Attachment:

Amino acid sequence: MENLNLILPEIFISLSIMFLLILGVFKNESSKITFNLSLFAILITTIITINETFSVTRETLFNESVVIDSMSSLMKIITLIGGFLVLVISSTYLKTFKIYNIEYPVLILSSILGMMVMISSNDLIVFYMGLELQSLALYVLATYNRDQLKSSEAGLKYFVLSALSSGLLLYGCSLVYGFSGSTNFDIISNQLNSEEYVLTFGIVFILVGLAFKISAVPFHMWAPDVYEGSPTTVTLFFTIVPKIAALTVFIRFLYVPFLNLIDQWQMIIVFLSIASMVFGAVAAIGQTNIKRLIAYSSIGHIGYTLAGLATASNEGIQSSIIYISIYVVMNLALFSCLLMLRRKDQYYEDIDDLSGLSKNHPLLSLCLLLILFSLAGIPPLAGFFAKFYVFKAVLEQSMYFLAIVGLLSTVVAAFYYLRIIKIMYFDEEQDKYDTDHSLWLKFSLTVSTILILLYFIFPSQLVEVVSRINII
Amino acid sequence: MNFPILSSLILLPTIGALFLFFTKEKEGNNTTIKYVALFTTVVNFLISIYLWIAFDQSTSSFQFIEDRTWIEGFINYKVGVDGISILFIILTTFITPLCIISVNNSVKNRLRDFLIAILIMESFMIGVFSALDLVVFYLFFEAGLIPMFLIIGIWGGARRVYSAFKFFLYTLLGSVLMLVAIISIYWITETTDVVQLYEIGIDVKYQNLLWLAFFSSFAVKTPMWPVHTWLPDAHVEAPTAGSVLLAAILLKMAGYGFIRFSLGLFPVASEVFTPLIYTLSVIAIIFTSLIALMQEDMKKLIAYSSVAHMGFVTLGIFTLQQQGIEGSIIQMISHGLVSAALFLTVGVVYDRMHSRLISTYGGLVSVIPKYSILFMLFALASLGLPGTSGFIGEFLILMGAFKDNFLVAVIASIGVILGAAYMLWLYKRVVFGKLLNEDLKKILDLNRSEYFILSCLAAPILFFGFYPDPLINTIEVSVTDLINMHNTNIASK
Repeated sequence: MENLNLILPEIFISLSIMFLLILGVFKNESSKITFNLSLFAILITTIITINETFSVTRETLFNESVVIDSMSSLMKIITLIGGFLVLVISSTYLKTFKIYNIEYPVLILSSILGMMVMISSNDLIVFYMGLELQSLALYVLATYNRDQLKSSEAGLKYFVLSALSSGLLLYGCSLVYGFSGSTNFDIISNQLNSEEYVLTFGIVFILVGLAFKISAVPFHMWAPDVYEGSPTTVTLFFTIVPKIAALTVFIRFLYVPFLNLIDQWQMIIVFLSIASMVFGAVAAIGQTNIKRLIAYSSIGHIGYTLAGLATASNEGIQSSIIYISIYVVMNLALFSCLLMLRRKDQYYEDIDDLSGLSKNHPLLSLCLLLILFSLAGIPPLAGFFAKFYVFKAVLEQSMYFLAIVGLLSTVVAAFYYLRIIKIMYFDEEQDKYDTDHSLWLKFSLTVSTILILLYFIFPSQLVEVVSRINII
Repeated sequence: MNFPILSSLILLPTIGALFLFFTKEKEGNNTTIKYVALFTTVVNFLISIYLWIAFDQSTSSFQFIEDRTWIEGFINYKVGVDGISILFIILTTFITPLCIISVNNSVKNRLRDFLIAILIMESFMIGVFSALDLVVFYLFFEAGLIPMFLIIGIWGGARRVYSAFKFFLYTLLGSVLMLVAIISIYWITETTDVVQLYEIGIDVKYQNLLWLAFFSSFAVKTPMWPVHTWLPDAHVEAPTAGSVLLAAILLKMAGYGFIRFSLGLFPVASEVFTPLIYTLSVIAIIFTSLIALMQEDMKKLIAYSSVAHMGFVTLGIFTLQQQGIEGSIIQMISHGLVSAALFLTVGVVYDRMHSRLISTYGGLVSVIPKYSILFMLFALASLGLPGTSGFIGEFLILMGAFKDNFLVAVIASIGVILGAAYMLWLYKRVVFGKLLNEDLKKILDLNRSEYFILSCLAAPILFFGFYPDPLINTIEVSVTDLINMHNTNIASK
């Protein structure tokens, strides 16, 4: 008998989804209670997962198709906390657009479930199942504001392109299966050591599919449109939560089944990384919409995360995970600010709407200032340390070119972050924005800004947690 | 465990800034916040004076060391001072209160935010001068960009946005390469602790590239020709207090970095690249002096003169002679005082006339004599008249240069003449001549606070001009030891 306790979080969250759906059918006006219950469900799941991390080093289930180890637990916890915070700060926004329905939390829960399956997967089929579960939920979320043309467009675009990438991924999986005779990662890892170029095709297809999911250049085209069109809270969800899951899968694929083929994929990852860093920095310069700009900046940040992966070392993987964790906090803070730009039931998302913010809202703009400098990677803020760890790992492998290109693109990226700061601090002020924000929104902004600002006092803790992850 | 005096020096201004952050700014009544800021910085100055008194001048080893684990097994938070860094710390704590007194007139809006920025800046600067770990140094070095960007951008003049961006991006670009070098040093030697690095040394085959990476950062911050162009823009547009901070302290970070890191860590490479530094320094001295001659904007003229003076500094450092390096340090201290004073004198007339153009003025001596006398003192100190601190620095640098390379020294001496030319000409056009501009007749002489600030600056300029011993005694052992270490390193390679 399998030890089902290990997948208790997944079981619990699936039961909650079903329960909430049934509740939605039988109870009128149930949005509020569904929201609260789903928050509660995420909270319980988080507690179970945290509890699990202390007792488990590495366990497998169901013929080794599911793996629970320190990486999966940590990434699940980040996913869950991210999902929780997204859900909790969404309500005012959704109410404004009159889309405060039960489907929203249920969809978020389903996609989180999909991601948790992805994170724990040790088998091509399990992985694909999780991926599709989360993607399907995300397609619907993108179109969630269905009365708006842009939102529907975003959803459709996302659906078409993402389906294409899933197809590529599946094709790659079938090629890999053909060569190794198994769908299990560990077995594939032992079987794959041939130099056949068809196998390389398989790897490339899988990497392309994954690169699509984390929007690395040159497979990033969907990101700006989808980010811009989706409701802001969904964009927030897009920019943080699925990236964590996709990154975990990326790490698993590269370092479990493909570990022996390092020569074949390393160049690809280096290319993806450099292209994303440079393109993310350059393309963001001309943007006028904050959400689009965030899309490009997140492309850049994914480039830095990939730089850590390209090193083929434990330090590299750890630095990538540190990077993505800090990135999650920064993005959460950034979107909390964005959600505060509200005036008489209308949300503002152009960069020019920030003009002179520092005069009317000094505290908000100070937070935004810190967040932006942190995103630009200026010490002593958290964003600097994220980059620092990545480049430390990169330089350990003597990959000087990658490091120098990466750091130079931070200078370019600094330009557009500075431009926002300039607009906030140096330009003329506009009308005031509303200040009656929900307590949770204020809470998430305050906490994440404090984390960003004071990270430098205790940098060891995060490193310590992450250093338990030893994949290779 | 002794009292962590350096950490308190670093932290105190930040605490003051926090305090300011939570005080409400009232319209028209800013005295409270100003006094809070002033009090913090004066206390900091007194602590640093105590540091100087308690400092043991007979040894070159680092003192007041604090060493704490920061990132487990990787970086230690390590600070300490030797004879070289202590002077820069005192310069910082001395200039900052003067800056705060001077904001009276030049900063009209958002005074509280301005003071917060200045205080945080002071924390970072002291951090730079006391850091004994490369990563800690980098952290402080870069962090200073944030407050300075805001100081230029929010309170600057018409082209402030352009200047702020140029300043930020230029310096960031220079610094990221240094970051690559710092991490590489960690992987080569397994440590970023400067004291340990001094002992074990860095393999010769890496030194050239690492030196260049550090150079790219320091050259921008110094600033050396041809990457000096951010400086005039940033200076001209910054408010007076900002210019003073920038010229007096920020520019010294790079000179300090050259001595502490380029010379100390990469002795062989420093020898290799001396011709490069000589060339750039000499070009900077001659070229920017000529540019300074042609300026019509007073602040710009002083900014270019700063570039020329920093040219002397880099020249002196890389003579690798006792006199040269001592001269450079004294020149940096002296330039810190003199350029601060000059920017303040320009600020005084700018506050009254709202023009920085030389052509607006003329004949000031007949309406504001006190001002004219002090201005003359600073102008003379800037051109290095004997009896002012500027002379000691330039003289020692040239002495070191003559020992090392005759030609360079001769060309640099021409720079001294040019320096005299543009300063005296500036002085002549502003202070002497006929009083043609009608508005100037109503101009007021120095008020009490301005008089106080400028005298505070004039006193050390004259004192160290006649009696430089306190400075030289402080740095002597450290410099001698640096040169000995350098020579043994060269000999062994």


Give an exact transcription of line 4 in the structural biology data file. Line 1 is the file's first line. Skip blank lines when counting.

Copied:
Repeated sequence: MNFPILSSLILLPTIGALFLFFTKEKEGNNTTIKYVALFTTVVNFLISIYLWIAFDQSTSSFQFIEDRTWIEGFINYKVGVDGISILFIILTTFITPLCIISVNNSVKNRLRDFLIAILIMESFMIGVFSALDLVVFYLFFEAGLIPMFLIIGIWGGARRVYSAFKFFLYTLLGSVLMLVAIISIYWITETTDVVQLYEIGIDVKYQNLLWLAFFSSFAVKTPMWPVHTWLPDAHVEAPTAGSVLLAAILLKMAGYGFIRFSLGLFPVASEVFTPLIYTLSVIAIIFTSLIALMQEDMKKLIAYSSVAHMGFVTLGIFTLQQQGIEGSIIQMISHGLVSAALFLTVGVVYDRMHSRLISTYGGLVSVIPKYSILFMLFALASLGLPGTSGFIGEFLILMGAFKDNFLVAVIASIGVILGAAYMLWLYKRVVFGKLLNEDLKKILDLNRSEYFILSCLAAPILFFGFYPDPLINTIEVSVTDLINMHNTNIASK